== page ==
How To Stop Procrastinating – The Ultimate Guide

How To Stop Procrastinating

How to stop procrastinating? We’ve all heard something like this:

I work better under pressure.

I don’t feel like working, but tomorrow I’ll surely be in a better mood.

I’m not inspired today, I’ll just leave it for now.

I will write twice as much tomorrow.

– Said a procrastinator.

Replies to these statements, of course, are: “No, you don’t.”, “No, you’re not.”, “Don’t you dare.” and: “Haha!”.

This is your guide if you ever said something like that. Learn how to stop procrastinating.

Why do we procrastinate?

pexels-photo-133021.jpegWorking better under pressure is a myth. Deadline is an incentive, of course, but not when it’s tomorrow! A study of two groups, each given the same task and deadline (control group had a schedule, experimental group had none), has shown that the ones who worked on a schedule never complained about the task, while the ones who left it all for later, praising themselves to work better under pressure, stated they wanted more time to finish the task.

NaNoWriMo veterans will know this to be true. The winners are the proof that a deadline gives you a little push to work but that schedule must exist if you want to win it.

We all feel down from time to time and we think the next day would be better – it usually isn’t. Especially if we hope to do both days’ work in a day.

We put too much pressure on ourselves and we crack, underachieve and loose all our productivity. In truth, we punish ourselves.

Your brain is your frenemy – remember that. It gives you loads of creativity and productiveness but it seeks a reward – once it gets it, it doesn’t care about you.

A reward is a stimulus for your brain. It’s simple as that. But, you mustn’t get used to receiving pleasant hormone doses before earning your reward. A break from hard work is a great way to reward yourself, so is sugar, so is everything that relaxes you and makes you happy.

The mistake we do too often is we take a break before we start working.

How to change?

First thing you should to is get your sleep cycle organized. Six to eight hours of sleep is the best range. The lack of sleep is your worst enemy. Whenever I sleep less than six hours I feel completely dead, I feel the lack of oxygen in my brain, I can’t breathe properly.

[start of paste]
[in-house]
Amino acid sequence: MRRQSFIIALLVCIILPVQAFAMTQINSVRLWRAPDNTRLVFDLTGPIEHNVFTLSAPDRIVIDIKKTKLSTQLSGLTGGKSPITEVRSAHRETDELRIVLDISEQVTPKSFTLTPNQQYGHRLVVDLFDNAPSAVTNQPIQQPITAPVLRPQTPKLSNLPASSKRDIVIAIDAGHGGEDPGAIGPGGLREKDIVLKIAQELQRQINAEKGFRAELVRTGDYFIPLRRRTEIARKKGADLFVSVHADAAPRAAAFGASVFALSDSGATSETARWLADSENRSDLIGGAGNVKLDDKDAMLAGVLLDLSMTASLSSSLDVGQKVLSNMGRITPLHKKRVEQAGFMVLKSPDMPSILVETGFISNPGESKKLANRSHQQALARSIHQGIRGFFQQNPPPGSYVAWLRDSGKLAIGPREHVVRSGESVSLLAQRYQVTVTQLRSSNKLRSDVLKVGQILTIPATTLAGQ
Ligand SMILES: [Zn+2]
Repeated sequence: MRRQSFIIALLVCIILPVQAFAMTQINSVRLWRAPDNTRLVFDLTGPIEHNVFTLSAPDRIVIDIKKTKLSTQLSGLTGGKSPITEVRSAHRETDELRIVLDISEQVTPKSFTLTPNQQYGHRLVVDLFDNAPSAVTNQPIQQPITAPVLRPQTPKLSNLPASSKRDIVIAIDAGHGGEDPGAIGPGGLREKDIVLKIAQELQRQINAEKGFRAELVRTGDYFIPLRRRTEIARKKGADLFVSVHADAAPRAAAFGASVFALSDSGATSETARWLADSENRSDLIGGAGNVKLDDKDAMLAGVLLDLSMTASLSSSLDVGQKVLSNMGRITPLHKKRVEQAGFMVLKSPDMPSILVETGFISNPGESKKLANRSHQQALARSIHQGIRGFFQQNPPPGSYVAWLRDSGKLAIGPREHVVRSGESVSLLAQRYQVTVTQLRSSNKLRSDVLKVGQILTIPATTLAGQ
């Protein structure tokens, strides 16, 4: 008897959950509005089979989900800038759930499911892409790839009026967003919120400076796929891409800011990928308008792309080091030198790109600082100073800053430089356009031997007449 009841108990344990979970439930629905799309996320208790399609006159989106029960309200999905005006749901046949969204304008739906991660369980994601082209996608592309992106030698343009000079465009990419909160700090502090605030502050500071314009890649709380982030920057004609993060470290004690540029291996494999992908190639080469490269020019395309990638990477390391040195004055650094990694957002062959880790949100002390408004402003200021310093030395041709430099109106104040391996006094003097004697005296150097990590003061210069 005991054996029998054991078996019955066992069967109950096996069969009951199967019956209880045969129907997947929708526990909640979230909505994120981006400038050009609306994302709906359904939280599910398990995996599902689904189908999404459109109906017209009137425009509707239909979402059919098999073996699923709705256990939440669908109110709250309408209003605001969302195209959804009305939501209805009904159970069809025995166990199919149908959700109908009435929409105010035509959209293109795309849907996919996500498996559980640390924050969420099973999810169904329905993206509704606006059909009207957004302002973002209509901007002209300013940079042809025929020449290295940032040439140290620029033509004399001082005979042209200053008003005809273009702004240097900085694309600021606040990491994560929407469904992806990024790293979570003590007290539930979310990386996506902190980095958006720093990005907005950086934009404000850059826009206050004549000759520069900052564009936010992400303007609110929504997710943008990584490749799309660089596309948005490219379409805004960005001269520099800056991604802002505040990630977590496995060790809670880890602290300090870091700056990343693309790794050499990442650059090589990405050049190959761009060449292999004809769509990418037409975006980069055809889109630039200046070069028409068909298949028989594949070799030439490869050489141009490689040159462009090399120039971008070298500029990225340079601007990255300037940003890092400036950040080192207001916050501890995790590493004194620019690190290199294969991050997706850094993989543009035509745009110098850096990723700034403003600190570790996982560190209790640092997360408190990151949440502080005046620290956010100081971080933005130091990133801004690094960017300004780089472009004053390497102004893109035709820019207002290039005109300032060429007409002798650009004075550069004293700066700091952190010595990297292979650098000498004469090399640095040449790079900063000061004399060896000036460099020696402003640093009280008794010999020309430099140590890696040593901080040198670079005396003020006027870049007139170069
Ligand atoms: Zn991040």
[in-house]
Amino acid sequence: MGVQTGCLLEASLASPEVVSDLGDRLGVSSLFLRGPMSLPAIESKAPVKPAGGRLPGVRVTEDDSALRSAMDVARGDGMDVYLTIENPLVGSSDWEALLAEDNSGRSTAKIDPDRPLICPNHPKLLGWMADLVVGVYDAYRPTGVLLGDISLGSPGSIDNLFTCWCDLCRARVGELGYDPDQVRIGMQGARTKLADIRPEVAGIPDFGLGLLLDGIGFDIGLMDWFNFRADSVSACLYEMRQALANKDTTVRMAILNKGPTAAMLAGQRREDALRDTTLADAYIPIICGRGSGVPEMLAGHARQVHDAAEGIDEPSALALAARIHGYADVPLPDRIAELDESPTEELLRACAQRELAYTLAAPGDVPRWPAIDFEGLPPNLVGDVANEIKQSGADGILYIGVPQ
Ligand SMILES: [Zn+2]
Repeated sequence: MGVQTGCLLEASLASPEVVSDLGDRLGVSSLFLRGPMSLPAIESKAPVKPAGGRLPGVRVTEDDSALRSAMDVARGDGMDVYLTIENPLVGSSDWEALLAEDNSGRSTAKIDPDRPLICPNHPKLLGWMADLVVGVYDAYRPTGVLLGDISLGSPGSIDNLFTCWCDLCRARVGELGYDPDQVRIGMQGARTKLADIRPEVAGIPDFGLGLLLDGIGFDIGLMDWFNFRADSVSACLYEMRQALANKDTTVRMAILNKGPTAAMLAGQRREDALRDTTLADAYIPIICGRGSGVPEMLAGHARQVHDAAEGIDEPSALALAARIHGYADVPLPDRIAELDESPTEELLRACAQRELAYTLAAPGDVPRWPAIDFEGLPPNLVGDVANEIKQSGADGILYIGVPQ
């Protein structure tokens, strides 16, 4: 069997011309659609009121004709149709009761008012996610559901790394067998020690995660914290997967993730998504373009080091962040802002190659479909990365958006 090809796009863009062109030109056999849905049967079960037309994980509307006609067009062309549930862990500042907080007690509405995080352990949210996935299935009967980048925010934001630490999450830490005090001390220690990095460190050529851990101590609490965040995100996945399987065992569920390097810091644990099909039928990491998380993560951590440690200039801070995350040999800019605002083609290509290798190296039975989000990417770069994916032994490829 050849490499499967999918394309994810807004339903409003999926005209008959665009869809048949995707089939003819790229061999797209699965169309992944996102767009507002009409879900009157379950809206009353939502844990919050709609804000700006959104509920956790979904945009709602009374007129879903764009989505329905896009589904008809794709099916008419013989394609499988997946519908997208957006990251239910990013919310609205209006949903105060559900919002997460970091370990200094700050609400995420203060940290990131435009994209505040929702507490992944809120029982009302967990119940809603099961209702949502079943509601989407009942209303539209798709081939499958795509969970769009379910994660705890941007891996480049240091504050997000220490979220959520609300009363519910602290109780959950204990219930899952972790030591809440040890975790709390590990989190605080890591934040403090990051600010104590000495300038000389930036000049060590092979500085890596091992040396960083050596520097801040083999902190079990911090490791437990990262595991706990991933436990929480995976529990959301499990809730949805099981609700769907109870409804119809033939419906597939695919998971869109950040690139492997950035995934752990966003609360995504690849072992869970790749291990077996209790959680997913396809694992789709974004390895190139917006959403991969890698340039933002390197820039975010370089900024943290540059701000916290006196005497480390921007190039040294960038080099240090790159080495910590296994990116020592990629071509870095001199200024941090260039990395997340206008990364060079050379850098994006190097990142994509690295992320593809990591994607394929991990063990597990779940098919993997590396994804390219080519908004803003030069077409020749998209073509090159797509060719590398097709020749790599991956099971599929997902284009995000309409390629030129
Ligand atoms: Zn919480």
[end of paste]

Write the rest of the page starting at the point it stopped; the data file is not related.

Too much sleep will do the same thing. You’ll wake up lazy and won’t feel like working.

Next thing, find your best time to work. I like waking up between 8 and 9 A.M. and working right away while drinking my morning coffee. That’s the best time for me to start – it shapes the rest of my day. If you’re an evening person, set your evening time and be sure to be ready for work when the time comes.

But what if you’re really not up to it? What if it really isn’t your day?

Start it anyway but decide to work for only ten minutes. That’s not too long, you can handle writing anything for ten minutes. Once those ten minutes fly by you’ll either decide to work for ten more minutes or won’t know how to stop!

Trust me, I did it with this post! And here we are, nearing the end.

Additional tips

Do you meditate? Why would you when it’s the definition of boring? Well, that’s a common opinion but the truth is there is nothing that can help you like meditation. I do it daily and no, I don’t do the humming in a lotus position. Meditation, as a concept is the process of clearing one’s mind. I sit/stand by the window for circa ten minutes and watch the trees while listening to some calm or inspirational music. I think or I don’t. It’s a wonderful way to relax your brain from thinking.

And finally, we come back to rewarding our brains. If you work for an hour, take a ten minute break and continue. If it doesn’t suit you, find another ration (half an hour to a five minute break). This way you’ll give your brain what it wants but won’t loose the will.

Persuade yourself to work and once you start all the load will seem much easier.

Keep writing!

Author: Mladen Reljanović

Mladen Reljanović is the founder and lead writer at Writer to Writers. He is the author of Oaktown stories, senior student of communication and a pianist.

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